Food: $20 per person per day is reasonable if virtually all your meals will be out of your cooler and cheaper fastfood places. However, you mentioned that you're a bit of a food-nut who would like to explore the different, regional culinary delights. I see no way you can do this budget.

    The $500 & $200 for entertainment and extras is probably reasonable depending on what you decide to do and see. This varies so much from person-to-person and trip-to-trip that it's almost impossible to advise someone on this.

    I hope that this doesn't deflate you as I know you're trying to do this on a tight budget. I think the food and lodging budgets that you came up with are do-able but only if you are extremely diligent and really watch each expense carefully. Personally, I like to have a bit more wiggle-room in case I'm in the mood for a more "resort-style" campground with lots of amenities that costs more or if the weather is bad or if the campground is just too far off the highway and I'm sick of driving so I might decide a hotel is a better option that night. Your budget doesn't allow you those types of options as easily. If you could pad it a bit more, it would just open those options. And I would hate for you to miss a great BBQ in the south, or seafood along the coasts, whatever because your food budget is too tight to allow it.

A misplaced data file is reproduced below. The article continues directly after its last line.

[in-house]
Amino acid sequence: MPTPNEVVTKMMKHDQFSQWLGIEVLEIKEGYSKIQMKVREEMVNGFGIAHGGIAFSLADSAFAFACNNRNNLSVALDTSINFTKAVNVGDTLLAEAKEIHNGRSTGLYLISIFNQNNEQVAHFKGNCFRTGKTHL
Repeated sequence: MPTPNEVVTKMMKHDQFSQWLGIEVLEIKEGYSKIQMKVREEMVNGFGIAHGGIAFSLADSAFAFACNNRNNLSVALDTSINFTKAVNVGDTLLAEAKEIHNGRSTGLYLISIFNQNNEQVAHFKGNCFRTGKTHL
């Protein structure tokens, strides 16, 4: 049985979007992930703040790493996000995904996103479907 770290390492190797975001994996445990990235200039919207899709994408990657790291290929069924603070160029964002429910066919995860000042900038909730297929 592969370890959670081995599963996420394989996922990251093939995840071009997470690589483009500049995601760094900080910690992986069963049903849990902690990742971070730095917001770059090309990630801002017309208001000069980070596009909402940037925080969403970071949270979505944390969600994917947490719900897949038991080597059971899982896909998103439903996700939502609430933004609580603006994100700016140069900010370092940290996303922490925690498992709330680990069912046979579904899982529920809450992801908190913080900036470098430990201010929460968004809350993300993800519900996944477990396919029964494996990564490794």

But only you can answer how disciplined you are and whether or not you will still enjoy this trip enough to do it within these budget restrictions. Hope this makes sense.

    I just wanna say that I'm a master of cheap road-tripping. I have done trips with limited budgets, eating virtually all my meals from my pantry and stocking up at Costco before I leave with limited purchases at grocery stores along the way for fresh stuff, and doing few activities outside what I've spent on my National Parks Pass, no souvenirs except pictures, and camping every night at more inexpensive campsites. It can be done. I just enjoy my trips a bit more when I don't HAVE to stay on such a spartan budget.